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The Daily Wildcat

The Daily Wildcat

 

    Budget limits UA’s ability to attract int’l students

    The number of international students enrolled at the UA has dropped almost 25 percent since 2002, with international undergraduate enrollment rates at their lowest since 1992.

    There were 2,261 international graduate and undergraduate students who enrolled at the UA in Fall 2007, compared to 3,011 enrolled in Fall 2002, said Kirk Simmons, executive director at the Office of International Affairs.

    “”Since Sept. 11, there has been a significant decline in international student enrollment,”” Simmons said. “”We were unusually affected by the fallout from Sept. 11. We lost 64 percent of our Middle Eastern student enrollment.””

    Whereas most other institutions in the U.S. have recovered their enrollment to previous levels, Simmons said that the UA has been unable to reach these enrollment rates, likely because of the historically strong enrollment record the UA once had with students from the Middle East.

    “”We need a much more aggressive international recruitment policy,”” Simmons said. “”It was perceived that it wasn’t necessary. Our reputation certainly attracted some of the best and brightest international students in the world.””

    One of the aspects of the aftermath of Sept. 11 is that there is now greater competition among institutions of higher education to recruit top students, Simmons said.

    “”The United Kingdom, New Zealand, France and Germany have aggressive strategies to recruit the best students in the world,”” he said. “”The U.S. will never have a collective recruitment strategy. Therefore, we are somewhat late in the game developing.””

    At the UA, budget constraints limit what resources can be used to attract international students, said Kristina Davis, senior assistant director of international divisions at the UA’s Office of Admissions. Davis works to enroll and retain degree-seeking under graduates internationally.

    The office works primarily in the service of students in the state of Arizona, Davis said. “”That leaves us with very little wiggle room to attract students internationally.””

    In spite of the limited resources, the UA has engaged in a number of strategies, Davis said. These efforts include trips abroad to Middle Eastern nations such as Saudi Arabia, the United Arab Emirates and Dubai, she said.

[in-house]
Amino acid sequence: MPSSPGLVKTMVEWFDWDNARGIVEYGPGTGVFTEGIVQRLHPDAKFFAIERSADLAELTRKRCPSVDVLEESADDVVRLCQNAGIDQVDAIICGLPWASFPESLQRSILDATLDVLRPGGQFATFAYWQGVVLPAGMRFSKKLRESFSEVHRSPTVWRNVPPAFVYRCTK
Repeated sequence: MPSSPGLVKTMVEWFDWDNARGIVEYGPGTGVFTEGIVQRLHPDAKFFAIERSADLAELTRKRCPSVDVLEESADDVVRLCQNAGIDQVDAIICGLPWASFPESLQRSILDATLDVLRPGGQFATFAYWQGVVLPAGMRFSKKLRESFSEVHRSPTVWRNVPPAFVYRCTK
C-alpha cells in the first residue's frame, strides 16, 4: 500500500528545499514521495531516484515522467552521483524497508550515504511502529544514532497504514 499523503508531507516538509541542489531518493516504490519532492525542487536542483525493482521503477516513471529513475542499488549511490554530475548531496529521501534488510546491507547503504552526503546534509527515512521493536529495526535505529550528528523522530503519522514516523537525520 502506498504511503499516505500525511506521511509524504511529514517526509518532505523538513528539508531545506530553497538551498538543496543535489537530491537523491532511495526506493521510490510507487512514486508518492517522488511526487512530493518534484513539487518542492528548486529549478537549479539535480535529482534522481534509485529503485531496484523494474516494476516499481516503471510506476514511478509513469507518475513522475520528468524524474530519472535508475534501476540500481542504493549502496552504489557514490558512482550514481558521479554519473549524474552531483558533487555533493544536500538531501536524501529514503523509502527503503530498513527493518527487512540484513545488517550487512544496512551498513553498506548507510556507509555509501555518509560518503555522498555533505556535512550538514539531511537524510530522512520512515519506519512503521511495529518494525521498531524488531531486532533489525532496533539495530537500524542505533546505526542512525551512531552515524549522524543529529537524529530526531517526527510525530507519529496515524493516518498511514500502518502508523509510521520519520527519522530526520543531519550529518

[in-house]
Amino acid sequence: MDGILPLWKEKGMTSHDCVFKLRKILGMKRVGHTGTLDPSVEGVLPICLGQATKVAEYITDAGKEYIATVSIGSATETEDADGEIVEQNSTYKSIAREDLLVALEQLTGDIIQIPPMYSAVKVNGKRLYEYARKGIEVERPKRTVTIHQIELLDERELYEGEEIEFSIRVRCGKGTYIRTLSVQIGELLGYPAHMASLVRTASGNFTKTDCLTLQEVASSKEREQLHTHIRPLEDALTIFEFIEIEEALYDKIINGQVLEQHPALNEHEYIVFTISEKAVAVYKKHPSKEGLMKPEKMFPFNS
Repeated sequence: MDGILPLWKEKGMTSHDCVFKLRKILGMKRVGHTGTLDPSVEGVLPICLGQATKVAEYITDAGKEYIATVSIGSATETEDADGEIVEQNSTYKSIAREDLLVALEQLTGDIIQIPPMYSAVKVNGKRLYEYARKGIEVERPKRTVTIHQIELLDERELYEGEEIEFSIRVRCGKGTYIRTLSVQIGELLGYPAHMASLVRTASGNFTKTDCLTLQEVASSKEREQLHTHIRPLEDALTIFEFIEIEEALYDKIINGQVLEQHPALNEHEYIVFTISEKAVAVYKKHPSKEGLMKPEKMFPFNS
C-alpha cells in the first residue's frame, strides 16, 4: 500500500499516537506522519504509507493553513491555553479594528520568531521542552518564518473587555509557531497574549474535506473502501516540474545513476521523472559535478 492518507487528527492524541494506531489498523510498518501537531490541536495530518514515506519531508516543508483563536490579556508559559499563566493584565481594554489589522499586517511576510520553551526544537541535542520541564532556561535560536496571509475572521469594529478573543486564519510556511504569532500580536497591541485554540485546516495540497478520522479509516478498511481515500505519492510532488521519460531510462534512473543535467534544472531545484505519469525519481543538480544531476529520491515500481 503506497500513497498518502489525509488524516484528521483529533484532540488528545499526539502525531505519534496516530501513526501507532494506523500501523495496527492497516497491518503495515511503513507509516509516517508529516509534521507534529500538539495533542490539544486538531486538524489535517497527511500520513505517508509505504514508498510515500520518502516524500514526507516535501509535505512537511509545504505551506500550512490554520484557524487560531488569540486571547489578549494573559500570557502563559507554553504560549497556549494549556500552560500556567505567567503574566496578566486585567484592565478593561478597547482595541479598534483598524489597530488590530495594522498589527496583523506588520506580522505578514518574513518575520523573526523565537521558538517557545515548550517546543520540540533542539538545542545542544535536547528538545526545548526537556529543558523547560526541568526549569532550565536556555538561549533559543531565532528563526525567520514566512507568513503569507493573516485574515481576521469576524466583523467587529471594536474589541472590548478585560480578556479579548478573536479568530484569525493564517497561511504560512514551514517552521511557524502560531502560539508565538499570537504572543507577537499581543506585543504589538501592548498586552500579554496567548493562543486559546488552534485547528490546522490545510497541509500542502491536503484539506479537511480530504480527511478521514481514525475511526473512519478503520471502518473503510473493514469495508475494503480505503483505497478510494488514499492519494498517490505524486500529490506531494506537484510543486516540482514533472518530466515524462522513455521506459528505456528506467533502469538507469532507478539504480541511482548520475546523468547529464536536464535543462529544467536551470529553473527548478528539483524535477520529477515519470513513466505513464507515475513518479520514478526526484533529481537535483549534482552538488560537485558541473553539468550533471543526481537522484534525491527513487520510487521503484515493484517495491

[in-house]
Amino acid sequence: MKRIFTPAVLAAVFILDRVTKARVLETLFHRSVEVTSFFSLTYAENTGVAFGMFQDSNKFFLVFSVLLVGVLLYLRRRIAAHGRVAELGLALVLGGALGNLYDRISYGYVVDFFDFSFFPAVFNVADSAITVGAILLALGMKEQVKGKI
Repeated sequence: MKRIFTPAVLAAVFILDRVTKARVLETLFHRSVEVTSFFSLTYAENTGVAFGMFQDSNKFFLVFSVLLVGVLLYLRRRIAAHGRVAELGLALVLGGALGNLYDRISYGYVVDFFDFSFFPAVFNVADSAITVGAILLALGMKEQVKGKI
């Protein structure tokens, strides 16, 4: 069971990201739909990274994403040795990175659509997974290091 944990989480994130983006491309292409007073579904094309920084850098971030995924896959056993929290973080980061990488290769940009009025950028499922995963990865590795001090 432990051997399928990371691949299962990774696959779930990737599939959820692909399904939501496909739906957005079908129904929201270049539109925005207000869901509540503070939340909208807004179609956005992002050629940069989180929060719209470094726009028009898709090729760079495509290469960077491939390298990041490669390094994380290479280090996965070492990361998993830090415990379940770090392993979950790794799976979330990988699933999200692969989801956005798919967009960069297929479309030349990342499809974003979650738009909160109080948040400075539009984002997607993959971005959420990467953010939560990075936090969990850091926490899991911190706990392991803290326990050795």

The UA also works with alumni abroad and departments at the UA that might be traveling internationally who are willing to augment their efforts, Davis said. These efforts include stopping at high schools and other universities to attract undergraduates and graduate students.

    The resource limitations for attracting international students has led to some innovative strategies as well, Davis said.

    “”We’re trying to do online chats with students and parents, especially parents, to give them the opportunity to get on and ask questions about the UA,”” she said.

    Many international families are concerned about their students’ safety, and since these families are typically unable to visit the UA, the admissions office is trying to find new ways to reach out to other countries, Davis said.

    The competitive nature of enrollment worldwide has led to the branding and promotion of universities, Simmons said. These advertising efforts have carried the institutions that practice them well, he said, and have attracted some of the best students, research dollars and professors in the world.

    “”You will see a branding or promotion of the university, crass as it may seem, that markets the university to the world,”” Simmons said. “”To attract the best and brightest students, teachers and researchers.””

    In addition to working to bring in more Middle Eastern students, Simmons said that Latin America is a strong niche to draw students from, given the UA’s reputation in Mexico and beyond.

    “”We are working with the new UA office in Mexico City,”” Davis said.

    The office is branching out to several Latin American countries where the UA is trying to enhance its efforts, she added.

    “”There’s an untapped population of extraordinarily talented and bright students across Latin America,”” Simmons said. “”We understand that if we’re going to build a strong student body, we should capture that talent on some level.””

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